By BRIAN BROOM | The Clarion-Ledger

JACKSON, Miss. (AP) —While 2014 saw many changes, such as baiting hogs, safety orange regulations, primitive weapons and daily bag limits for antlerless deer, 2015 may be the year of no change. And that's not entirely bad.

One topic that has had Internet chat sites buzzing with speculation is the possible closure of three wildlife management areas in Mississippi.

Sky Lake, Muscadine Farms and Lake George WMAs are located in the Delta and all are popular hunting grounds. Although they are managed by the Mississippi Department of Wildlife, Fisheries and Parks, they are owned by the U.S. Army Corps of Engineers.

“The agreement was that they would be funded 100 percent for us to manage them,” Chad Dacus, MDWFP Wildlife Bureau Director, said. “They pay for all activities on those properties.”

The arrangement has worked well and allowed hunters to enjoy a total of roughly 15,000 acres of prime habitat, but federal funding cuts could take their toll this year. Dacus said if funding from the Corps of Engineers ceases, MDWFP will no longer be able to manage those areas.

Even if the expected funding cut takes place, it does not necessarily mean the gates will be closed to hunters.

“We're trying to find any non-federal entities we can to help keep these places open,” Greg Raimonda, USACE Vicksburg District Chief of Public Affairs, said.

Raimondo said USACE has been in discussions with various government agencies and nonprofit groups in an attempt to devise a plan that would keep the properties available to the public.

“We're just doing all we can to keep the places open,” Raimondo said. “That's our focus.”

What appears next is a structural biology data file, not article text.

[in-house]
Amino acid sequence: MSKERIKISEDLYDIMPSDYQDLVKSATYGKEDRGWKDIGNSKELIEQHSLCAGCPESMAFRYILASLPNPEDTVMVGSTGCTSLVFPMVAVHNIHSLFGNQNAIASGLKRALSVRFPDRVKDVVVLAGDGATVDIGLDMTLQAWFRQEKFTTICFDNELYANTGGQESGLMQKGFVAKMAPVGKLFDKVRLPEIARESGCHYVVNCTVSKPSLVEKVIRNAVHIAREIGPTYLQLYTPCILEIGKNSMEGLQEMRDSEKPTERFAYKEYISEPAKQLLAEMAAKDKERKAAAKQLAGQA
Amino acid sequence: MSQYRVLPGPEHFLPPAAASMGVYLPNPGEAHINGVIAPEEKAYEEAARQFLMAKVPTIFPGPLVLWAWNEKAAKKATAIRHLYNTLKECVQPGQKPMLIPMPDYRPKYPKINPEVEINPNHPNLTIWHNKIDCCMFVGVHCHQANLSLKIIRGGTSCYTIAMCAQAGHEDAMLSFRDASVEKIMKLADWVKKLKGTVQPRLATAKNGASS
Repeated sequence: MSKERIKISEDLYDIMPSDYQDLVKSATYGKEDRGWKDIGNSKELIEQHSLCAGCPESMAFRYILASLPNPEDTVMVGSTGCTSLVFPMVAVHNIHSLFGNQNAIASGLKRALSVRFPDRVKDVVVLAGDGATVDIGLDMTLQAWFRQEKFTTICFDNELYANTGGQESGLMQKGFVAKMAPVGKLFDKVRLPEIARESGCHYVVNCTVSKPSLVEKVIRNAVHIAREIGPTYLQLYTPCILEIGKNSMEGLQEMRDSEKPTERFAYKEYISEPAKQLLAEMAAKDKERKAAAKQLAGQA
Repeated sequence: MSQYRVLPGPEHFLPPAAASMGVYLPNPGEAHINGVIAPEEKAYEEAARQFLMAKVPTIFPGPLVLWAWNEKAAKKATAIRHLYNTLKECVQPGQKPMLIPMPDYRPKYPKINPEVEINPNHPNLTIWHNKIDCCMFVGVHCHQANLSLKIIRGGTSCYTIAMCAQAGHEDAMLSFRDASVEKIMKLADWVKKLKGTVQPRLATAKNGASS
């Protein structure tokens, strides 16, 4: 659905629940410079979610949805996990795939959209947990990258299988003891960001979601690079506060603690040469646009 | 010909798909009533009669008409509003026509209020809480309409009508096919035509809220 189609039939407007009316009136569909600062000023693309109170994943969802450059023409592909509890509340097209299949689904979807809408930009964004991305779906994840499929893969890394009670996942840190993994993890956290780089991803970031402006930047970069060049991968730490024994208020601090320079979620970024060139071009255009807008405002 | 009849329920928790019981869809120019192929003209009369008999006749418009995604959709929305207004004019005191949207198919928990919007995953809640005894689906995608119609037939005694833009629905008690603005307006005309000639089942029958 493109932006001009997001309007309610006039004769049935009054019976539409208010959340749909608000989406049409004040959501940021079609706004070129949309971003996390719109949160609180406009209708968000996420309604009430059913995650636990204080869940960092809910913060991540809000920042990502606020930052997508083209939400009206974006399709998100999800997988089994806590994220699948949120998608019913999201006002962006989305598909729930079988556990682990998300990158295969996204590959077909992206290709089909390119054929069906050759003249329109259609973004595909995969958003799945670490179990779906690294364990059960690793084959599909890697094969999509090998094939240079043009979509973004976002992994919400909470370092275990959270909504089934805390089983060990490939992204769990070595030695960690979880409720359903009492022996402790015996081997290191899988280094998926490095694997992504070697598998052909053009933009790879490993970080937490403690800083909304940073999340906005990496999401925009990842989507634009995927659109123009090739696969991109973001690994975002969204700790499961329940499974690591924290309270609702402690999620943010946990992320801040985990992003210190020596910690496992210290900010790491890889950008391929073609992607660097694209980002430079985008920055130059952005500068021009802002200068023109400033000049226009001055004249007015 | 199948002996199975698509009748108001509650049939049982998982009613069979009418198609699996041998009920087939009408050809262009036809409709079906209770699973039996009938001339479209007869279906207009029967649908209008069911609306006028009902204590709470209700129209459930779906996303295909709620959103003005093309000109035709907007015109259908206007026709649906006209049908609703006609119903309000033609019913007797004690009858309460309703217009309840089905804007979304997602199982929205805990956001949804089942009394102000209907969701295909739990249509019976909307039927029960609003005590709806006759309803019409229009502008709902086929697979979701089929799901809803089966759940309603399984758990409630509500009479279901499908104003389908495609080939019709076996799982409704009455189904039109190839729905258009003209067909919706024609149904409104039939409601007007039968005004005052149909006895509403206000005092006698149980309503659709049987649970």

State Rep. Scott Bounds, R-Philadelphia, chairman of the state House Wildlife Committee, said he's been aware of the issue for some time and has been talking with members of Mississippi's congressional delegation about it. While Bounds didn't go into detail about the talks, Bounds thinks closure of the WMAs will be averted.

“I feel very confident we can turn that around so we don't close them,” Bounds said. “Here again, I want to emphasize I don't have an inside track, I don't have a crystal ball.

“I just feel very confident they are going to remain open.”

Whenever there are discussions about MDWFP, many of them involve funding, but it's unlikely the department will see an increase in 2015.

Dacus said almost all funding is generated through the sales of hunting and fishing licenses.

Those sales provide income in two ways. Ed Penney, MDWFP Director of Conservation Programs, said federal excise taxes on hunting and fishing gear are divided among the 50 state game and fish departments, according to population and numbers of licenses sold.

The sale of the licenses themselves is also a major source of revenue for the department, but the prices for Mississippi residents have not been increased in 22 years.

While alligator hunting fees, commercial paddlefish permits and WMA user fees have become additional sources of revenue during that 22-year period, Mississippians still pay substantially lower fees for hunting and fishing licenses when compared to most surrounding states.

A resident Sportsman's License costs $32 and allows the purchaser to hunt deer, turkey, small game and fish freshwater. It also includes archery and primitive weapon hunting. Similar licensing in Tennessee costs $112 and $59.50 in Louisiana.

“We're one of the top 10 deer states in the country, top 10 to 15 turkey states and top 15 to 20 in duck hunting, but we're on the lower end of license fees for residents,” Penney said.

And it appears the license fees will remain there, for now, possibly due to the political cycle. Any resident license fee increases must be passed by the Legislature, and there is a general election in November. Historically, election years aren't popular times for the passage of tax increases, or in this case, user fee increases.

“I don't see us considering a license fee increase this year,” Bounds said. “In a new term of the legislature in 2016, I think there will be some things on the table that needed to be addressed for several, several years.

“I think it's something that needs exploring.”

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Information from: The Clarion-Ledger, http://www.clarionledger.com